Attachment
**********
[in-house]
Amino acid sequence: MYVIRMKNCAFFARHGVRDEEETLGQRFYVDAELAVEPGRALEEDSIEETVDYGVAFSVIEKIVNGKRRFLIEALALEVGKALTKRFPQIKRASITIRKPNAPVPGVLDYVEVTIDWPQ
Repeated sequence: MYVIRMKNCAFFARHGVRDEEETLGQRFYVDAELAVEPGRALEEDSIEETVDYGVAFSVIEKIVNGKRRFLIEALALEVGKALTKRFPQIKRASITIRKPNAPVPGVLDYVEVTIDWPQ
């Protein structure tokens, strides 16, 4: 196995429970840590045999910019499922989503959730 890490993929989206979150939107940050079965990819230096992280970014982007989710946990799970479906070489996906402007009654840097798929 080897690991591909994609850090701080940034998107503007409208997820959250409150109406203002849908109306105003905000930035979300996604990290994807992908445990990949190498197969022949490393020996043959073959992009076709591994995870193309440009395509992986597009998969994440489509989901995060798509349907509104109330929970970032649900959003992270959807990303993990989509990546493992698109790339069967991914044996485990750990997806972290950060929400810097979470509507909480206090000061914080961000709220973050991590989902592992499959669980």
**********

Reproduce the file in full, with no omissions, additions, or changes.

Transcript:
[in-house]
Amino acid sequence: MYVIRMKNCAFFARHGVRDEEETLGQRFYVDAELAVEPGRALEEDSIEETVDYGVAFSVIEKIVNGKRRFLIEALALEVGKALTKRFPQIKRASITIRKPNAPVPGVLDYVEVTIDWPQ
Repeated sequence: MYVIRMKNCAFFARHGVRDEEETLGQRFYVDAELAVEPGRALEEDSIEETVDYGVAFSVIEKIVNGKRRFLIEALALEVGKALTKRFPQIKRASITIRKPNAPVPGVLDYVEVTIDWPQ
């Protein structure tokens, strides 16, 4: 196995429970840590045999910019499922989503959730 890490993929989206979150939107940050079965990819230096992280970014982007989710946990799970479906070489996906402007009654840097798929 080897690991591909994609850090701080940034998107503007409208997820959250409150109406203002849908109306105003905000930035979300996604990290994807992908445990990949190498197969022949490393020996043959073959992009076709591994995870193309440009395509992986597009998969994440489509989901995060798509349907509104109330929970970032649900959003992270959807990303993990989509990546493992698109790339069967991914044996485990750990997806972290950060929400810097979470509507909480206090000061914080961000709220973050991590989902592992499959669980």